I feel sick. Our entire city feels sick. Our whole country feels sick. Sick for those who have been murdered, sick for their families and friends, and sick that we and our city have been defiled in this way.
Fifty people (to date) were massacred on Friday 15th March in my home of Christchurch/Otautahi, New Zealand/Aotearoa. More than forty are injured, and have required hospitalisation. Their only crime was that they were going about their lives, and minding their own business. But that business happened to be in mosques, which was considered unacceptable by their murderer.
The murderer chose our city to carry out this atrocity, because we were one of the least likely places that it would be expected to happen in. The way it was executed was a deliberate publicity stunt by an extreme right-winger with extreme delusions of superiority. It was carefully and hatefully planned for maximum media effect. The perpetrator live-streamed his atrocities. The video has since been taken offline as much as possible, but I will put money on it that it still lurks somewhere.
If you find it, don’t watch it. We simply have to be better people than that. And giving this murderer his fifteen minutes of infamy is just giving him what he wants.
We are still coming to grips with what has happened here in Christchurch. How does this much hatred fester in a person to the extent of massacring fifty unarmed people, who have no way of defending themselves. But the truth is that hate, intolerance, and blame towards others are easy. They are the easy traits to cultivate, when things aren’t going so well with us. Love, tolerance, and self-reflection are much harder, and give far fewer feelings of instant gratification. Those traits take more work to cultivate, and more personal honesty. Toxic ideologists seem to prefer the easy way.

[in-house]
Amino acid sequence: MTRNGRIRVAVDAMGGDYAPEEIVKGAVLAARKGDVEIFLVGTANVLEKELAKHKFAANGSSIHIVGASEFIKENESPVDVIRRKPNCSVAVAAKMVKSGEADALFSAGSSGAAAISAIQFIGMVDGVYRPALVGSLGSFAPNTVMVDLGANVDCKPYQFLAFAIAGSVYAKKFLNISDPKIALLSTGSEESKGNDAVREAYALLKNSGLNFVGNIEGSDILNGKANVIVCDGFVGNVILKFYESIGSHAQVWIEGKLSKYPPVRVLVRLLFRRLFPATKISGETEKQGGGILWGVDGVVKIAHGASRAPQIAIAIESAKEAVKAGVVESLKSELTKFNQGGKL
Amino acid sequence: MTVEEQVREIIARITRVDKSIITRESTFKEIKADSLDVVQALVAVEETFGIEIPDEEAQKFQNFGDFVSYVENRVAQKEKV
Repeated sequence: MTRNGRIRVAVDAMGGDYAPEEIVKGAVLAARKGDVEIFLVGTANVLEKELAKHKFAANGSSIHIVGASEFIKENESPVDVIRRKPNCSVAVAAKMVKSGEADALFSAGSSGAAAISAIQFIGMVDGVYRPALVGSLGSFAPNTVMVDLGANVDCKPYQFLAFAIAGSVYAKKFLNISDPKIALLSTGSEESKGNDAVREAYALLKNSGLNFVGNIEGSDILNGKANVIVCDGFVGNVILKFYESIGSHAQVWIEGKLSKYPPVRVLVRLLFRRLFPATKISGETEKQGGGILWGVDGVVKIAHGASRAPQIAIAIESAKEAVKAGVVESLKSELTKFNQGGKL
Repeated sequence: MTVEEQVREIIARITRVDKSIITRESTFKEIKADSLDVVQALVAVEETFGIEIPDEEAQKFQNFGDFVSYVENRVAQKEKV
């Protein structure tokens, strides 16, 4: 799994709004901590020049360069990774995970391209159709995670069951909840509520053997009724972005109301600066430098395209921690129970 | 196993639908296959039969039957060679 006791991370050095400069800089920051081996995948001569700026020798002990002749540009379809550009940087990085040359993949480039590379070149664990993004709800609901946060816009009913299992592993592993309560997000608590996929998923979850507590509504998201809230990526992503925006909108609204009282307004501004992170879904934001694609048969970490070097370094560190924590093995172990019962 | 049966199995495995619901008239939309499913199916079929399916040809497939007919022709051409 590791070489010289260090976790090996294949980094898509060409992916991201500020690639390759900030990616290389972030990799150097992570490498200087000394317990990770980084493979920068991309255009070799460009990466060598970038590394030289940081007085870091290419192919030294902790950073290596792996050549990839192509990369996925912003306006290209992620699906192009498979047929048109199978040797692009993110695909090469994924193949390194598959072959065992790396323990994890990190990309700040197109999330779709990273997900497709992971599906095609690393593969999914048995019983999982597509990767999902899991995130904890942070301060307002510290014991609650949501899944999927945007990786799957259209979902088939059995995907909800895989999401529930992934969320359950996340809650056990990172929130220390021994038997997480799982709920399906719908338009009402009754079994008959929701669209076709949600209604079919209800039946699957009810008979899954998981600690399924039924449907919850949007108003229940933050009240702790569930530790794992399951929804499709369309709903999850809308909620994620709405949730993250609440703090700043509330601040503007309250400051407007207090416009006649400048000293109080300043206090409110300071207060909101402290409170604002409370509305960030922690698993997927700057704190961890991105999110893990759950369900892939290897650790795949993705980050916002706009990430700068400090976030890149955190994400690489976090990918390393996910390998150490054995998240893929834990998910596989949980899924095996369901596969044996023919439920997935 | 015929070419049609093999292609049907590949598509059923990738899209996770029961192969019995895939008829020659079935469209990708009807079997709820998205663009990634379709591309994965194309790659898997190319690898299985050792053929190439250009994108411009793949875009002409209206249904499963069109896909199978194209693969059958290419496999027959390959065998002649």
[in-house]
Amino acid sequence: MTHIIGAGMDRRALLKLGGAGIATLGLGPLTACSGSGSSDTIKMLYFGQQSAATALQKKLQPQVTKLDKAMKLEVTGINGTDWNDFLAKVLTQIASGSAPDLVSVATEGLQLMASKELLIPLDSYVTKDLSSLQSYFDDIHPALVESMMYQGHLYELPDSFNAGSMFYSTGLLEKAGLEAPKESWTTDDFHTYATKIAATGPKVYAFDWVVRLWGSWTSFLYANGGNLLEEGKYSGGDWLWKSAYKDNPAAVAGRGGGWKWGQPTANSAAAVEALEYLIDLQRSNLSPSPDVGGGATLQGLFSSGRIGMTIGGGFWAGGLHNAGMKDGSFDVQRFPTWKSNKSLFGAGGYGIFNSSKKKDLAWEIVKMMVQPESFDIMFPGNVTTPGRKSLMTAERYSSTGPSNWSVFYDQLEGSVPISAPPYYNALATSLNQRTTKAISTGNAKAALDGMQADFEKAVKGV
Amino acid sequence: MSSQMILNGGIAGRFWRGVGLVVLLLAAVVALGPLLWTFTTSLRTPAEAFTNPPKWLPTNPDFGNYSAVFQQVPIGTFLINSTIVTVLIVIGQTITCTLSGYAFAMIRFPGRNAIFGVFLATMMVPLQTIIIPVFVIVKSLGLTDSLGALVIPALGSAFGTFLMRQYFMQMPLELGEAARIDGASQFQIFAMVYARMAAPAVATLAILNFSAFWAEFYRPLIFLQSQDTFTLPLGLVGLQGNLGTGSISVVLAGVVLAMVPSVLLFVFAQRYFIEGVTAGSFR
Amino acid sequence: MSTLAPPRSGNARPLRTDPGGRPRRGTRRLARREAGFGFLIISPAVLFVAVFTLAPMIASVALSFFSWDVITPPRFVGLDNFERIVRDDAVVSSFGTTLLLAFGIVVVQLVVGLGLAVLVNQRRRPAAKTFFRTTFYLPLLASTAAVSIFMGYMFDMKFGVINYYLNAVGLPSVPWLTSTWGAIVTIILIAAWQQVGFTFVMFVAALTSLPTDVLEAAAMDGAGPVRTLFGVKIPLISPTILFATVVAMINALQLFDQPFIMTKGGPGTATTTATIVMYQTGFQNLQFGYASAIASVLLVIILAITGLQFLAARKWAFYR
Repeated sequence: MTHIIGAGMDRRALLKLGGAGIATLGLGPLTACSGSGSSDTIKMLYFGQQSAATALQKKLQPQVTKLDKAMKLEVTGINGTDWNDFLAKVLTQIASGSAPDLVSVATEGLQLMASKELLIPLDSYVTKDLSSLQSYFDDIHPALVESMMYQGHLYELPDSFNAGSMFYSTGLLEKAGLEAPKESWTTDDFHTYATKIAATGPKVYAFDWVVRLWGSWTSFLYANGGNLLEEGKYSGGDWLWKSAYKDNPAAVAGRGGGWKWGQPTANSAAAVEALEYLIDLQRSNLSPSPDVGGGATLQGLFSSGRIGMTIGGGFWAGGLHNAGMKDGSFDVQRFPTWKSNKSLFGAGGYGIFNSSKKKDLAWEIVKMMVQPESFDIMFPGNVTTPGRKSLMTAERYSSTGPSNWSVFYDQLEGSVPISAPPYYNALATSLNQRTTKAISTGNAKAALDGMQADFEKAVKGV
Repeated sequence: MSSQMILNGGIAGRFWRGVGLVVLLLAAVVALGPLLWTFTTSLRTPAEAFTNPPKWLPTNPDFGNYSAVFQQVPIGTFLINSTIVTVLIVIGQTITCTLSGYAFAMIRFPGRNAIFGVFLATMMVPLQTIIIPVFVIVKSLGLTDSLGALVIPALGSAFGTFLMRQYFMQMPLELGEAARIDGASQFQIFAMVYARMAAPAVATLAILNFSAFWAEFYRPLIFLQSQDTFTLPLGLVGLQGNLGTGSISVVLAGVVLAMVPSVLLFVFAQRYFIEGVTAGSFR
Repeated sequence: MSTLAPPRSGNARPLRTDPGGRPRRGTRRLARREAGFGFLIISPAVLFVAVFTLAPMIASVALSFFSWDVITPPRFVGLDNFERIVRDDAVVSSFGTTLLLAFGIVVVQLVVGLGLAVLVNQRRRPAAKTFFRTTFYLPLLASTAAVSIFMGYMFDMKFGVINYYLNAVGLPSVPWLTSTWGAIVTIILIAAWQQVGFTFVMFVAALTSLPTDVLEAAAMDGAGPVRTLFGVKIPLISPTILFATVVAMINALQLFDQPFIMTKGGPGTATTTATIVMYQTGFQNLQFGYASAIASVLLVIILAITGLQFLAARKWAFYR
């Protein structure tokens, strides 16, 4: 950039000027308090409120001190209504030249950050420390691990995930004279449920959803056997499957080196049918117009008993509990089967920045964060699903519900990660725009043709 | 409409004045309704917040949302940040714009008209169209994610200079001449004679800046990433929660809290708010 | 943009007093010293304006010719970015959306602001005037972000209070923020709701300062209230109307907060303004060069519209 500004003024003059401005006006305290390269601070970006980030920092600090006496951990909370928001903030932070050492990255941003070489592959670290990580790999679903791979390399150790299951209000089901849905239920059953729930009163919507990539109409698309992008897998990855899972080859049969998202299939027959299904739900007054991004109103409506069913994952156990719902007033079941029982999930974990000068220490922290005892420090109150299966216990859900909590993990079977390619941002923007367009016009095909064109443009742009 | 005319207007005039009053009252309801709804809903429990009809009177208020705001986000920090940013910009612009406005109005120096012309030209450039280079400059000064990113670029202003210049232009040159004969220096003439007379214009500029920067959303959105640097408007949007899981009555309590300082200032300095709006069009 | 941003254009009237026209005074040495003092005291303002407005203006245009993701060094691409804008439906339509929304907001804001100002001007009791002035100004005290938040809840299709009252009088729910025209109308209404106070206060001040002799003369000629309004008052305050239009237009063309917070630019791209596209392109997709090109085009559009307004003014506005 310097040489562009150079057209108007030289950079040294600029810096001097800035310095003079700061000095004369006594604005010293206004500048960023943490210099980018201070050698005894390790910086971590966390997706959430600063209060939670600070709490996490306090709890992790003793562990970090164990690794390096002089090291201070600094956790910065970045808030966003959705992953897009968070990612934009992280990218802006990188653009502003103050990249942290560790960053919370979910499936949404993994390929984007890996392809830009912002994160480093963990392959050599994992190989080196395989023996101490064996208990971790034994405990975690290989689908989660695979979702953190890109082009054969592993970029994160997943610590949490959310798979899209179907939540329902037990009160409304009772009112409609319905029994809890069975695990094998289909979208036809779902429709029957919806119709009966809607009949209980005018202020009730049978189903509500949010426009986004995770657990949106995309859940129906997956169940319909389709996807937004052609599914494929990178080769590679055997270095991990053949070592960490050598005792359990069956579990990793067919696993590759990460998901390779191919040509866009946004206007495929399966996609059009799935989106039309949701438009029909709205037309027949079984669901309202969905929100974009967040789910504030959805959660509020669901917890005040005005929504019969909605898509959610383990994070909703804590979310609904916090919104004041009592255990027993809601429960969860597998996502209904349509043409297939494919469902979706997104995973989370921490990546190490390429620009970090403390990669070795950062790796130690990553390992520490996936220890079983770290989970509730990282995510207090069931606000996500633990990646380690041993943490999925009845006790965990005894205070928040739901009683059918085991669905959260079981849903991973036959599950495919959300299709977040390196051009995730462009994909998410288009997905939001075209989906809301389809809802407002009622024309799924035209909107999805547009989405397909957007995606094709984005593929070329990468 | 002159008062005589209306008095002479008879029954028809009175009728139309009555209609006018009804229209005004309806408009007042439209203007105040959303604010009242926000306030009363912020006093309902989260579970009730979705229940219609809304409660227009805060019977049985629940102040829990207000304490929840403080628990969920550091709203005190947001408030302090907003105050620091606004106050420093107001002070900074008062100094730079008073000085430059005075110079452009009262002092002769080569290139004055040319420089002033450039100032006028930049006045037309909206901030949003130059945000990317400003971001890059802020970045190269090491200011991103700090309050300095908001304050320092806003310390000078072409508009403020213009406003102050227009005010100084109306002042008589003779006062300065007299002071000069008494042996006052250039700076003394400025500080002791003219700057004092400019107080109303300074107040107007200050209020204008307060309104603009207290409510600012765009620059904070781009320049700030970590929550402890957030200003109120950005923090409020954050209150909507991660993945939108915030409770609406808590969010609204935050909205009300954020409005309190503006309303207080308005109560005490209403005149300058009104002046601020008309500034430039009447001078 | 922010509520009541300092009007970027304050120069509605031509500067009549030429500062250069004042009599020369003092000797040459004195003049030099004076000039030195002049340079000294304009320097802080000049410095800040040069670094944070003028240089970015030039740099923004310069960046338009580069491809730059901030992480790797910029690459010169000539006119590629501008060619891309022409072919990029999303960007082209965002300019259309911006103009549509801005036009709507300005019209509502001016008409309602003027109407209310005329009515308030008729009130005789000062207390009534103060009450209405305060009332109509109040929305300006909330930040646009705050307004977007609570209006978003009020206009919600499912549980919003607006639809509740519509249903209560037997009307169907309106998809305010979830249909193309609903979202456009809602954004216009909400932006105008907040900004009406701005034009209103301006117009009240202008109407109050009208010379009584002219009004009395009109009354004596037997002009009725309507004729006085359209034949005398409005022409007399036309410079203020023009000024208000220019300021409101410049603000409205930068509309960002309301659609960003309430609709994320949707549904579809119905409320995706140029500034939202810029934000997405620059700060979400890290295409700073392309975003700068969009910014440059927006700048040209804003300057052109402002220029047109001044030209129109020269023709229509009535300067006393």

We aren’t perfect here in New Zealand. We have our differences, like anywhere else in the world. We squabble and bicker and hurt each other. We don’t live in an unspoiled utopia. But there is still a gentleness to this land which permeates our culture, in spite of the inevitable life-mess that humans carry with them. Perhaps our small population and geographical isolation have helped with this, but it also made us a ‘soft’ target for this monstrous act.
This act of mass murder has jolted us into a new paradigm by someone who is nothing and no-one, but feels entitled to be, so finds a group to blame for his inadequacies. We Kiwis won’t get back what we had. The family and friends of those who were murdered won’t get back what they had.
Once again, we’re hearing the words ‘Kia Kaha’, but for the whole of New Zealand this time – rather than just for Christchurch, as in the aftermath of the 2011 earthquakes – and especially for our Muslim community.
Yet, maybe we can end up being better than we were before. Maybe this will draw us all closer, and we will defy the legacy the monster was trying to leave with us.
Let’s do it.